In a sense, Marinol is the original medical marijuana . . . sort of. Marinol is the trademarked name (dronabinol is the “generic” name) for a synthetic version of delta-9-tetrahydrocannabiol, one of the (psychoactive) chemical compounds in cannabis. Approved in 1985, it’s the only synthetic cannabinoid to be approved by the federal government (though its natural counterpart is considered as dangerous as heroin—file that under “Makes Absolutely No Sense). It typically takes the form of a gelatin capsule and can be prescribed to patients suffering from the symptoms of AIDS/HIV as well as side effects of chemotherapy, such as nausea and appetite loss. It remains available here (and is perfectly legal) in the U.S. as well as other countries, such as Germany. So, the million-dollar question is: Why aren’t patients using Marinol instead of smoking/vaporizing flowers or consuming edibles, etc.? Here are a few reasons:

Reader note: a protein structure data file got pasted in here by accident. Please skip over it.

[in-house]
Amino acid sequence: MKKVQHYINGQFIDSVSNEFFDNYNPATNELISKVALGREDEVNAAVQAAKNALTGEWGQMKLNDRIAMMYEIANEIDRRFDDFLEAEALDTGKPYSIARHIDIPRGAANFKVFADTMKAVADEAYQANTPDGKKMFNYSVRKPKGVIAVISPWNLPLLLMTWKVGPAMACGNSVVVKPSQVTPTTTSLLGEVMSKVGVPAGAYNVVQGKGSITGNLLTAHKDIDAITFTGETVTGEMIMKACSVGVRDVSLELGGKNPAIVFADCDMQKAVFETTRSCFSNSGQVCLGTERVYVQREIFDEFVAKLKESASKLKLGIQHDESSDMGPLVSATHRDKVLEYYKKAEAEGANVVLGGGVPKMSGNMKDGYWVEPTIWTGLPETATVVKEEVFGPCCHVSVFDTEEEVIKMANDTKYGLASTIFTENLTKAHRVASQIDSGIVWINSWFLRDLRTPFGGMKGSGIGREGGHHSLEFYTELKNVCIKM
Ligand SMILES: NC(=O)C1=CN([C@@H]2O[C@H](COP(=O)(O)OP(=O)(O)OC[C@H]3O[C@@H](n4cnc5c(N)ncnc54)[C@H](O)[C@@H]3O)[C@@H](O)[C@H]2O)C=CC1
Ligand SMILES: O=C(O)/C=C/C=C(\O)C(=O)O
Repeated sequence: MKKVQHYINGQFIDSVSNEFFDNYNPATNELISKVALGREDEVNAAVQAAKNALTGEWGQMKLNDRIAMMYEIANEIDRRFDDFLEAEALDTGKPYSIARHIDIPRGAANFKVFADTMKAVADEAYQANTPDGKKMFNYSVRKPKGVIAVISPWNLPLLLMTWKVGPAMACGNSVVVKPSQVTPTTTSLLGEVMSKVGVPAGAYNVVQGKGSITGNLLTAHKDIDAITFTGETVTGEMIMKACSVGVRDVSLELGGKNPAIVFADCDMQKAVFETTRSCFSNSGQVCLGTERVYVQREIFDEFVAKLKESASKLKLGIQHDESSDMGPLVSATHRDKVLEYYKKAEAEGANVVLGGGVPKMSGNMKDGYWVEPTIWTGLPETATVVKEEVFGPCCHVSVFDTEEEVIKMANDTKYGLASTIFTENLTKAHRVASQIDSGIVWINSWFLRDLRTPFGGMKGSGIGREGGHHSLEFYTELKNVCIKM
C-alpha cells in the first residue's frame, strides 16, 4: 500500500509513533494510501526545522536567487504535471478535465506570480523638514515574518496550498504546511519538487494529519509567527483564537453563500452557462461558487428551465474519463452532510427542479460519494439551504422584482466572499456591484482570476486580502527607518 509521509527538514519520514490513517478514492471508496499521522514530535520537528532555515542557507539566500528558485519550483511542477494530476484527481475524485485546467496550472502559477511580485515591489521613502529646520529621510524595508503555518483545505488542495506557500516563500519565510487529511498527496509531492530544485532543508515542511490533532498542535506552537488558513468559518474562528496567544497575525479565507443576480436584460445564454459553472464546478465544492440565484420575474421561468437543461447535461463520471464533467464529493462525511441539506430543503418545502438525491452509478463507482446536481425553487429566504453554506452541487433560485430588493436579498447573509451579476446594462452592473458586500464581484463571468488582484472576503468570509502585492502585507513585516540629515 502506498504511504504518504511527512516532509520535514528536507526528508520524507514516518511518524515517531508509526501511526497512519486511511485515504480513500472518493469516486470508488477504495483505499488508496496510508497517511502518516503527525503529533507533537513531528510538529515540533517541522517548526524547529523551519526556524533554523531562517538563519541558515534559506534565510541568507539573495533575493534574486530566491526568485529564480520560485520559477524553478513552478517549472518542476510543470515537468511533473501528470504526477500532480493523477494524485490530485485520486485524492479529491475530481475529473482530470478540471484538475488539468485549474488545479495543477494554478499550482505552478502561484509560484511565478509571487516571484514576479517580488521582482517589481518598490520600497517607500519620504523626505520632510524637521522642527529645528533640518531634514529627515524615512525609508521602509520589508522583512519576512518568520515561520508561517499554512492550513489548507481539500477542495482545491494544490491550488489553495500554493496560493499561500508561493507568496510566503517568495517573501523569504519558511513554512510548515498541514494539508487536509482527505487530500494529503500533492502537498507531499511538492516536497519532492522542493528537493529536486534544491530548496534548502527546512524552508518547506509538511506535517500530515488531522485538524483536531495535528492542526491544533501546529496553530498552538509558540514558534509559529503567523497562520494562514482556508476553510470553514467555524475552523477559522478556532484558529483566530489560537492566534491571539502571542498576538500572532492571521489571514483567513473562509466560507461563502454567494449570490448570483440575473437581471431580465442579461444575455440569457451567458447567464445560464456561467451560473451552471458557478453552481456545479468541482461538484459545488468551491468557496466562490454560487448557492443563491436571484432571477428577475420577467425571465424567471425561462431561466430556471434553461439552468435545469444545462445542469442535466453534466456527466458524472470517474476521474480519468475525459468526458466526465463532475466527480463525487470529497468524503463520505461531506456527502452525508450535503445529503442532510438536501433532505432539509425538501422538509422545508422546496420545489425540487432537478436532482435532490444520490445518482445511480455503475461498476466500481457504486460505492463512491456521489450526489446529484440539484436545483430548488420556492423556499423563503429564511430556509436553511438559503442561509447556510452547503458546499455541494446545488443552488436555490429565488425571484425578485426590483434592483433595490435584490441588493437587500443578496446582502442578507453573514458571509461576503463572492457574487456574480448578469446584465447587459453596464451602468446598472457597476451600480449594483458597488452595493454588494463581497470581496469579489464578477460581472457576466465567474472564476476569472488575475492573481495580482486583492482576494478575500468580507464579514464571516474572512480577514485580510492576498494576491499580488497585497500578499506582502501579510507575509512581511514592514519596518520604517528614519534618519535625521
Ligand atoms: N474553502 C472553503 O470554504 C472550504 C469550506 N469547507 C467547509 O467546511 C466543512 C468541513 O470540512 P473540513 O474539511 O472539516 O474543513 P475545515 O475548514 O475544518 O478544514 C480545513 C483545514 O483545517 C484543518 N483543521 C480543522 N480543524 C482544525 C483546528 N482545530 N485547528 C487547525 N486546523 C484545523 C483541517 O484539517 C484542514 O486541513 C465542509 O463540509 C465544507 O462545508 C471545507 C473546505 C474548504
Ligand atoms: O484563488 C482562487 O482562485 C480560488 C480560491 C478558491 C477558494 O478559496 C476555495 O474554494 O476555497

Marinol is synthetic THC, hence it doesn’t contain any of the other dozens of cannabinoids found naturally occurring in the cannabis plant. These other cannabinoids (CBD, CBN, et. al.) are just as important—if not more so—than THC.
Some patients, according to NORML, say Marinol’s psychoactive effects are far more powerful or overwhelming than ingesting marijuana.
Marinol is very expensive. Some patients report paying hundreds of dollars or up to $1,000 a month for a Marinol prescription.
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